Businesses are being swallowed by software and automation. MIT creates a task force on the ‘Work of the Future’ to help businesses prepare for tomorrow.
Cold, dark and almost humanless. This is a “lights-out” factory where no lights are required because it is a humanless manufacturing plant, according to Massachusetts Institute of Technology (MIT) professor Suzanne Berger.
With the rise of artificial intelligence, human workers are fearing robots would replace them in the workplace. But this is not going to happen in the near future, according to Berger’s research findings.
“The predictions about the impact of robots on jobs in manufacturing were extraordinarily pessimistic,” according to Berger who is part of MIT’s Task Force on the Work of the Future, a team investigating the relationship between work and technology through.
Berger studied small and medium-size factories across the United Stated to learn how they were incorporating new ideas to their business, she and her team found out that of the three dozen companies they visited, only two had purchased robots.
Safety for some jobs
According to Berger, worker displacement was far from firms’ minds. She also pointed out that companies are just not yet ready to dole out money for automation. It is also worth noting that, even with automation, human operators are still needed.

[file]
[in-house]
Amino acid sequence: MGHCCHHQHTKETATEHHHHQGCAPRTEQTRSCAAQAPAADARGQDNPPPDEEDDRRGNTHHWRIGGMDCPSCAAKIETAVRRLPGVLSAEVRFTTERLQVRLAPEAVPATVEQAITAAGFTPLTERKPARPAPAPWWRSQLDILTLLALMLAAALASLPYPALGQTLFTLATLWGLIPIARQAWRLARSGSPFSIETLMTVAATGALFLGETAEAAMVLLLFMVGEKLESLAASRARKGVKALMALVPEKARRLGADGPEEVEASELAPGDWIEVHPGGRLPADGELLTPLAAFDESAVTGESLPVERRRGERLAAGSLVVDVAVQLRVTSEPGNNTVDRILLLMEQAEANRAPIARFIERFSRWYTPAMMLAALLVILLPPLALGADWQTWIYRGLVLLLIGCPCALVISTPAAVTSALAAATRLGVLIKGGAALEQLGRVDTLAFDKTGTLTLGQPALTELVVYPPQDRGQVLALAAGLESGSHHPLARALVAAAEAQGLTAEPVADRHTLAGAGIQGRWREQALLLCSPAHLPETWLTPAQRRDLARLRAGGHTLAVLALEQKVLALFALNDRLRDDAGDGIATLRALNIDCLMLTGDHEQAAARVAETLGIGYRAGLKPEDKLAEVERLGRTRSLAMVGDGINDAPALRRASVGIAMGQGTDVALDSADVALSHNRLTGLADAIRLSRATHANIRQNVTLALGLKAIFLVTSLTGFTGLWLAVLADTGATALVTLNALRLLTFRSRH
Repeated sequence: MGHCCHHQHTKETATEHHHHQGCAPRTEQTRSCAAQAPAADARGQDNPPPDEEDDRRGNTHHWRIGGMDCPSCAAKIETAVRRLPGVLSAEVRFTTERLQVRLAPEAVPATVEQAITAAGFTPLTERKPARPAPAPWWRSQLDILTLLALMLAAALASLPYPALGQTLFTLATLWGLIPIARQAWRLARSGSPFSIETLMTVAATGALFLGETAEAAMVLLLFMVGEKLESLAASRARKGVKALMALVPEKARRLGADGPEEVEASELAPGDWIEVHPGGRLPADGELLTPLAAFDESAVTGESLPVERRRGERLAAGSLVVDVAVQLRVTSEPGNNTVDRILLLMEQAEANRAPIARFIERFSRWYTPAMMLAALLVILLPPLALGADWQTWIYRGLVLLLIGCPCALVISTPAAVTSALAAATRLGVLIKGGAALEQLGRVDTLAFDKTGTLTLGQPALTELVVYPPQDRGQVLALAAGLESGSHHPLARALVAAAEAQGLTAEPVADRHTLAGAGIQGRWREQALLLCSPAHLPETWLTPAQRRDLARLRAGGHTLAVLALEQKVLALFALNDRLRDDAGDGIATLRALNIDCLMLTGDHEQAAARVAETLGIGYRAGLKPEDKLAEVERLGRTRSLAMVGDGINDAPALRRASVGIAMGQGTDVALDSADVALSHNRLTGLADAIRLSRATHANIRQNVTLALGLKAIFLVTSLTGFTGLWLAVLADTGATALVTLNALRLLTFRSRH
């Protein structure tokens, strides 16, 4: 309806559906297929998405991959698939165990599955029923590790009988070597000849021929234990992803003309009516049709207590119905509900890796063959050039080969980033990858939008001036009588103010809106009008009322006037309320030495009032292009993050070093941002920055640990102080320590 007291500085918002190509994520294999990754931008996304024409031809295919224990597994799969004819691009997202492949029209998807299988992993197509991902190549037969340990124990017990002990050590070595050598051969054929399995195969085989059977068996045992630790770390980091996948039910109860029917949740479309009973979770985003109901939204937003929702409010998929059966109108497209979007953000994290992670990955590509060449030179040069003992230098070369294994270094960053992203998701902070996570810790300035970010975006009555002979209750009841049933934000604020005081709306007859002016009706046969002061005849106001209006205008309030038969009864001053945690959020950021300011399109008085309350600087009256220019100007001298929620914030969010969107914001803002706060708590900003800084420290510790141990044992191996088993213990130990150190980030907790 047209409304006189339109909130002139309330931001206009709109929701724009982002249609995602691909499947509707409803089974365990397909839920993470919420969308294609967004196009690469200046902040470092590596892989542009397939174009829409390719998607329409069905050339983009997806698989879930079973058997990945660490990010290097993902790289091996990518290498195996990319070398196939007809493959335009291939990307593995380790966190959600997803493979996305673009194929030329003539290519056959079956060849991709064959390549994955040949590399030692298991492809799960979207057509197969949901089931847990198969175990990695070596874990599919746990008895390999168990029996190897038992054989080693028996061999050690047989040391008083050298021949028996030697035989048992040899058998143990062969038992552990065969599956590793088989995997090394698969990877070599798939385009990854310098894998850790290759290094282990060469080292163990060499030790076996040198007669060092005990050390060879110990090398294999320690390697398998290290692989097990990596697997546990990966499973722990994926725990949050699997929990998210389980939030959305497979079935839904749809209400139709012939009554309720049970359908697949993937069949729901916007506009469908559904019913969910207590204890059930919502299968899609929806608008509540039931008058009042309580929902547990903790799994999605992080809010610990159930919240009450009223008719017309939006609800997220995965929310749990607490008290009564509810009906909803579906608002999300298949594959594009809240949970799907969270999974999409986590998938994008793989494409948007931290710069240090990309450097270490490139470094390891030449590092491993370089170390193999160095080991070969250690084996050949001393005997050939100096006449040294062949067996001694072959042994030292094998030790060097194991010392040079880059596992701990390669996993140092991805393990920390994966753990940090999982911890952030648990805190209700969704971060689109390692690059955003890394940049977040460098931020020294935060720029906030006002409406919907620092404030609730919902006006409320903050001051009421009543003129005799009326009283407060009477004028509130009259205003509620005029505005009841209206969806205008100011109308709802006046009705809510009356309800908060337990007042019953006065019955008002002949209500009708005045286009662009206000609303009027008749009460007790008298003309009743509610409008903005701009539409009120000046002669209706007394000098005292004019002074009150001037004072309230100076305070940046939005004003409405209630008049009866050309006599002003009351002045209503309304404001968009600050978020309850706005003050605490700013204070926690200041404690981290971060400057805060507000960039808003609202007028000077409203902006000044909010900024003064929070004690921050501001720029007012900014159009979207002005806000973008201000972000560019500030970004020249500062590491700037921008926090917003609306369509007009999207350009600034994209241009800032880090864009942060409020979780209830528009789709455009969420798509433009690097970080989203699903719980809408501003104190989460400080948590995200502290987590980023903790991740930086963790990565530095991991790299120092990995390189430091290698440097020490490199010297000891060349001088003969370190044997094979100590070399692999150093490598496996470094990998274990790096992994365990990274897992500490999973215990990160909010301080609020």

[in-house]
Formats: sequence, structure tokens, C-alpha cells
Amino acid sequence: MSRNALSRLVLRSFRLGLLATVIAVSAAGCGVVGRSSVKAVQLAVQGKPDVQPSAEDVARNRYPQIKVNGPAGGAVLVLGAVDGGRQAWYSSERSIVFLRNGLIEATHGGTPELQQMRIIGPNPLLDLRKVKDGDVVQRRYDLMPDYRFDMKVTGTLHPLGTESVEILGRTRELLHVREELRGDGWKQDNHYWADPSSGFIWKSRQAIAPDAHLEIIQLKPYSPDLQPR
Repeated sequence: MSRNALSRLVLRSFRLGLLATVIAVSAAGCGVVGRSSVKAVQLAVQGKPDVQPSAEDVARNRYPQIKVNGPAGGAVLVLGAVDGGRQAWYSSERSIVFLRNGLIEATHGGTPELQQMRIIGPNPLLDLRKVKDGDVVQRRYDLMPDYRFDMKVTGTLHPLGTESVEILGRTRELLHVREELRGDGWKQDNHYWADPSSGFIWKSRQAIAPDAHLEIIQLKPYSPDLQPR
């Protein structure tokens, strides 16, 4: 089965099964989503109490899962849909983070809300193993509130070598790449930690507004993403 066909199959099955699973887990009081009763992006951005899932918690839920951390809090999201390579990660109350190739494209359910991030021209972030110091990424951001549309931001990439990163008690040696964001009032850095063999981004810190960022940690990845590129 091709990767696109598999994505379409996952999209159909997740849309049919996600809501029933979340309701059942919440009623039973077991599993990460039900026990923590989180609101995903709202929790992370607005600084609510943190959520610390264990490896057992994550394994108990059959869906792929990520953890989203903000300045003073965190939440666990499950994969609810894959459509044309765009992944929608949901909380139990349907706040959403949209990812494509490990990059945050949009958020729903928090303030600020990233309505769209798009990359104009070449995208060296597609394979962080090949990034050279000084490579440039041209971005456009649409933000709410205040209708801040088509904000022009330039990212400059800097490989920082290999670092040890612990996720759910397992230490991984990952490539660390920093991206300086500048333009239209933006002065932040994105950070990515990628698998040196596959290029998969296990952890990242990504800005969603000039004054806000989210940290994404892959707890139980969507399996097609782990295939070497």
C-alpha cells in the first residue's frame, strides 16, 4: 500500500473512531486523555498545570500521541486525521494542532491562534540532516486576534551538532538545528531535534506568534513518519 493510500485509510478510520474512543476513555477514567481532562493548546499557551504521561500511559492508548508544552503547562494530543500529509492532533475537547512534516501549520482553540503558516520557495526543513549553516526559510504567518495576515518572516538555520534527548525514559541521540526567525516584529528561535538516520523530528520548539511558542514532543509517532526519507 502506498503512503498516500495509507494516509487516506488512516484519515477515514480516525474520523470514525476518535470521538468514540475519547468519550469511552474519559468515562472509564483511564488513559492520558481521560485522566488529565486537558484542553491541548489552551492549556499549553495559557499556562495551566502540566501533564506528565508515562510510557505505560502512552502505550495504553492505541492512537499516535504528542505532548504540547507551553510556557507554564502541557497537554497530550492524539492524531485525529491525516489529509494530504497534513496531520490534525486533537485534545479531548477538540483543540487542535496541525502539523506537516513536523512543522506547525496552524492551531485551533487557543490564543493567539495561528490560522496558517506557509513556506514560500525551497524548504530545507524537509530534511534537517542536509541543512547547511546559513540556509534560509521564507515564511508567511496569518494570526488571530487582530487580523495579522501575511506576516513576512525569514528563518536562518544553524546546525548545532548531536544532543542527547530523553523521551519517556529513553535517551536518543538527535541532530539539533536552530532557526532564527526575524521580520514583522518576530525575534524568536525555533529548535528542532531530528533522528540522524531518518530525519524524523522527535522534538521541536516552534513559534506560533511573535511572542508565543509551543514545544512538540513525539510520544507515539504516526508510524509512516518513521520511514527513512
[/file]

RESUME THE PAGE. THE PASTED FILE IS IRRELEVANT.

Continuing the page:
MIT suggests that not all jobs will be replaced by robots. In fact, automation helps workers boost their productivity. Technology tends to make high-skill jobs that require a lot of education, experience, and abstract thinking—even more productive through computers and software.
But at the other end of the spectrum, technology currently isn’t much help when it comes to performing many so-called low-skill jobs, such as those of retail clerks and cleaners.
Meanwhile, middle-skill jobs—those that require a significant amount of training but involve more repetitive tasks, including bookkeeping, clerical work, and many manufacturing jobs—can be done by machines. For that reason, many of these jobs are being automated away, or in some cases moved offshore.